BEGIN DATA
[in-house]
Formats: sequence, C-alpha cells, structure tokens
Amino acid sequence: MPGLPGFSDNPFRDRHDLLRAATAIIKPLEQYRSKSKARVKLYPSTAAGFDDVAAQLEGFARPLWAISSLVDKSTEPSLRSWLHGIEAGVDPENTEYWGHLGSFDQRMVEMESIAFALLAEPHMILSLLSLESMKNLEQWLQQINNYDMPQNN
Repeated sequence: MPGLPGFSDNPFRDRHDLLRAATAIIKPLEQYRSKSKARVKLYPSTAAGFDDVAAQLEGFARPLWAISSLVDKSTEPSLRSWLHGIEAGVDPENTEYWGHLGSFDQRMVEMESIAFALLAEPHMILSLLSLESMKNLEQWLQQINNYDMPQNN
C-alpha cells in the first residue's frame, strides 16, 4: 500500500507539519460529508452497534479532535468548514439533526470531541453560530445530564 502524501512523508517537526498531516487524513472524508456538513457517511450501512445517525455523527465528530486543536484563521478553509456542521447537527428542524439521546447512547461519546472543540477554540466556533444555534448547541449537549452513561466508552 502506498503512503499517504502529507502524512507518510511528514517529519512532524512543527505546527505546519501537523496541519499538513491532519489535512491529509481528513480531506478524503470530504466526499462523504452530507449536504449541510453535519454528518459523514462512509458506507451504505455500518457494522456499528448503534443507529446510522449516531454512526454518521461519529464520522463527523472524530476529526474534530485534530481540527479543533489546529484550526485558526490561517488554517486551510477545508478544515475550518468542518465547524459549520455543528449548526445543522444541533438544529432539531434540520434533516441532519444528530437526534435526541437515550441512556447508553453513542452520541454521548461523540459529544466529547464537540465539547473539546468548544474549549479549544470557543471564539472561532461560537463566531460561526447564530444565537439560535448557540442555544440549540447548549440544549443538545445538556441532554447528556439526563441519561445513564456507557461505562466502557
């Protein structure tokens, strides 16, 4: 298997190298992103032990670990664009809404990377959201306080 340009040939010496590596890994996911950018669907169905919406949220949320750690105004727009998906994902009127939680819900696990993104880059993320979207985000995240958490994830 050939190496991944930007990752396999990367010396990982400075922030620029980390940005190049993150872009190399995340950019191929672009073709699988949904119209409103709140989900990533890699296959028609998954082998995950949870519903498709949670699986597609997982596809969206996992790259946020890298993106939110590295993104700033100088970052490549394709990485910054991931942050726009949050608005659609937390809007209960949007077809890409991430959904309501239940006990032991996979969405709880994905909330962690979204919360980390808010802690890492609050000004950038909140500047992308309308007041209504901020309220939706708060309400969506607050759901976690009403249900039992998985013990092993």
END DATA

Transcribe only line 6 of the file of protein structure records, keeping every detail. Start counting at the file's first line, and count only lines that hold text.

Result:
């Protein structure tokens, strides 16, 4: 298997190298992103032990670990664009809404990377959201306080 340009040939010496590596890994996911950018669907169905919406949220949320750690105004727009998906994902009127939680819900696990993104880059993320979207985000995240958490994830 050939190496991944930007990752396999990367010396990982400075922030620029980390940005190049993150872009190399995340950019191929672009073709699988949904119209409103709140989900990533890699296959028609998954082998995950949870519903498709949670699986597609997982596809969206996992790259946020890298993106939110590295993104700033100088970052490549394709990485910054991931942050726009949050608005659609937390809007209960949007077809890409991430959904309501239940006990032991996979969405709880994905909330962690979204919360980390808010802690890492609050000004950038909140500047992308309308007041209504901020309220939706708060309400969506607050759901976690009403249900039992998985013990092993």